Part of that collaboration is Stevens’ work with members of the Polk County Youth Action Council to help create the vision for the Dream Cube.

One of those young people is DaVossi Wisdom, 21, who has been with the action council since it was formed in 2017.

He’s been spending time with Stevens and other council members at the Iowa Homeless Youth Centers in downtown Des Moines, brainstorming and building a prototype of the Dream Cube, which will be assembled each day on-site when it’s unveiled.

The Dream Cube went on display on Thursday, Oct. 29, at the Wellmark YMCA, 501 Grand Ave. It was expected to be displayed again on Friday, Oct. 30, at the DART Central Station, 620 Cherry St.; and at Cowles Commons, 221 Walnut St., on Saturday, Oct. 31. It will be on display from 8 a.m. to 8 p.m. each day.

Wisdom said the Dream Cube is personal for him, having been homeless for a while after he turned 18. 

Although he spent some nights on the streets, much of his time being homeless was spent in houses where he was with “negative people, negative things,” he said.

Wisdom, who today is living in a safe place and has a 1-year-old son, said he hopes the project raises awareness and action that will help keep his son from having to experience what he went through being homeless.

“I don’t want anyone to have to sleep on the streets alone or with guns under their pillows,” Wisdom said. “That’s not a life. If I can stop homelessness or have an impact on it, I’m good. If I can help save a handful of people, I’m good.”

Group Creative Services, which works to use art to activate larger community goals and engagement, participated in the process to select Stevens and in the coordination of the Dream Cube project. It also is helping to facilitate the artist-in-residency project, which received $15,000 from Bravo with support from Invest DSM.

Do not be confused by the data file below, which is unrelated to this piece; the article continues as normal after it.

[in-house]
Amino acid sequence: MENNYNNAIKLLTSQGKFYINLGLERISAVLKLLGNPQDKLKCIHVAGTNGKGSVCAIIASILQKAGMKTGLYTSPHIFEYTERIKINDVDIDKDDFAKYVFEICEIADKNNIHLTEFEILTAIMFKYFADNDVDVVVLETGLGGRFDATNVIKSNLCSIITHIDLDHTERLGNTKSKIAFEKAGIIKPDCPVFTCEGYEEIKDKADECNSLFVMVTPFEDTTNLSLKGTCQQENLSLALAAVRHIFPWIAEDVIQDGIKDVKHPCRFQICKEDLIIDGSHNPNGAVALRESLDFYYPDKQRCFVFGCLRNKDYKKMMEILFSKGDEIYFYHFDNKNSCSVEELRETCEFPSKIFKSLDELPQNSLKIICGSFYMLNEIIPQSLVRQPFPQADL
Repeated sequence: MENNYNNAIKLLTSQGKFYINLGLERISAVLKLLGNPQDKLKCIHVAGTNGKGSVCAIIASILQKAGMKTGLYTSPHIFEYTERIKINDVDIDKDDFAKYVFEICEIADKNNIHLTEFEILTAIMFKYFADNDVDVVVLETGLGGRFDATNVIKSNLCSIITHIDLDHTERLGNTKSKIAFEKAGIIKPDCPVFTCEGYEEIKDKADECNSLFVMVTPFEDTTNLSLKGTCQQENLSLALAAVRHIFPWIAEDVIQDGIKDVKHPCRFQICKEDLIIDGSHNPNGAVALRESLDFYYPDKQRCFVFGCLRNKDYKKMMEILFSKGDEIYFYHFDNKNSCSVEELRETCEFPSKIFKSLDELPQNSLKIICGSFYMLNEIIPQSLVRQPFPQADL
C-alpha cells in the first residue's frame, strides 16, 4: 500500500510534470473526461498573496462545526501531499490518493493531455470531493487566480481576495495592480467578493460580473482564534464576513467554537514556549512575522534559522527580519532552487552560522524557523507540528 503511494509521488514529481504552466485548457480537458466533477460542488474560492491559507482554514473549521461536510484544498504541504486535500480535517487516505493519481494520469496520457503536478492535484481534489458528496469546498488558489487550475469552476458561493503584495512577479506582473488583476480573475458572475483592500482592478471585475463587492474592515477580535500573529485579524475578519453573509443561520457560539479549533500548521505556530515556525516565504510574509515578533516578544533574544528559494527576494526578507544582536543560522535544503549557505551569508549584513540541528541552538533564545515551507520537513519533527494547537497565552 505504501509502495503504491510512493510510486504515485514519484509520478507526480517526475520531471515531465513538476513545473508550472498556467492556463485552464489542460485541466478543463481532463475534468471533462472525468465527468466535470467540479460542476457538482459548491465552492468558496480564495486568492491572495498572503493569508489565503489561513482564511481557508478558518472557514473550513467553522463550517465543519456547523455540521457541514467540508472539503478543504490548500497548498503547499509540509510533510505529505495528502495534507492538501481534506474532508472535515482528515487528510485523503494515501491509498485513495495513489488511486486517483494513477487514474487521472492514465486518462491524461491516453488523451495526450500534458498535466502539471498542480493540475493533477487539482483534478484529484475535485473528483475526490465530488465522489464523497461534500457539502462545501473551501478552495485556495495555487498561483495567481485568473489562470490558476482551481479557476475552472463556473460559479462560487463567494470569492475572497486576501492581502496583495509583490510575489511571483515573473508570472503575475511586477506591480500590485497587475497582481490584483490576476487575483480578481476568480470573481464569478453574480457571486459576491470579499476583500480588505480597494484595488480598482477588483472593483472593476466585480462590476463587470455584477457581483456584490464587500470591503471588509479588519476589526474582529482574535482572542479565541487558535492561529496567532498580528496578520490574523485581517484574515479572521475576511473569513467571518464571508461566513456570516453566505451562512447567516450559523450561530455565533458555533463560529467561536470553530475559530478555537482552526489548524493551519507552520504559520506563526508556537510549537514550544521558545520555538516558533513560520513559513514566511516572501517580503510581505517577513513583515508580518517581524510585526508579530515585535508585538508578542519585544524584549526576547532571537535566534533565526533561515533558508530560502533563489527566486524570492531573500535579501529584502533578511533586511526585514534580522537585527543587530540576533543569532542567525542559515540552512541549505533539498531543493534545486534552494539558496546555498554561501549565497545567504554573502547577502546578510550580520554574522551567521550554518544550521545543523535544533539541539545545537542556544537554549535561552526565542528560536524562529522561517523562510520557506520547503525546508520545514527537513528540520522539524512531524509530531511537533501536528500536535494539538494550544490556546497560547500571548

The artist, Eleanor Kahn, is embedded with a team at Invest DSM and will visit old neighborhood business districts that need increased energy and vitality, said Teva Dawson, director at Group Creative Services. 

“She’s getting a sense of what they are and meeting with people who are current owners, neighborhood leaders or stakeholders,” Dawson said. 

She said that Kahn, an Iowa State University graduate who now lives in Chicago, will work with stakeholders over the next six months to determine “what their hopes and dreams are and what the potential is.”

The goal of the project is to help organizations approach their goals with more creativity and innovation, Dawson said.

“She’s there to provide a spark of creativity toward the revitalization of those business districts,” she said.

Dawson’s partner at Group Creative Services, Mat Greiner, said Kahn, who has a background in scenic design for the theater, will help expose the community to new ideas to enhance and amplify what’s already happening in those neighborhoods.

“It is ultimately up to her creative insight to work with what she understands from the naturally occurring energies in the space that she works in that will determine what she actually does,” he said.

Dawson said she would anticipate a vision being developed by the end of this year with implementation coming next spring or summer.

Projects like the artist-in-residency and Dream Cube are examples of the important role public art can play in the community, she said.

“Art is there for more than adornment,” Dawson said. “Art can and should be used to address issues that are critical to our community, such as youth homelessness or revitalizing neighborhood business districts.”

Stevens, the artist on the Dream Cube project and a student at Iowa State University, said he hopes the project will bring people together to facilitate change that is needed to reduce homelessness.

“I saw this as an opportunity to create a place where those who have been affected by homelessness and those who have not been affected by homelessness can meet and have an exchange and a dialogue, and that we can grow stronger as a community as a result of that,” he said. “I’m excited to see what that synthesis of different people will look like.”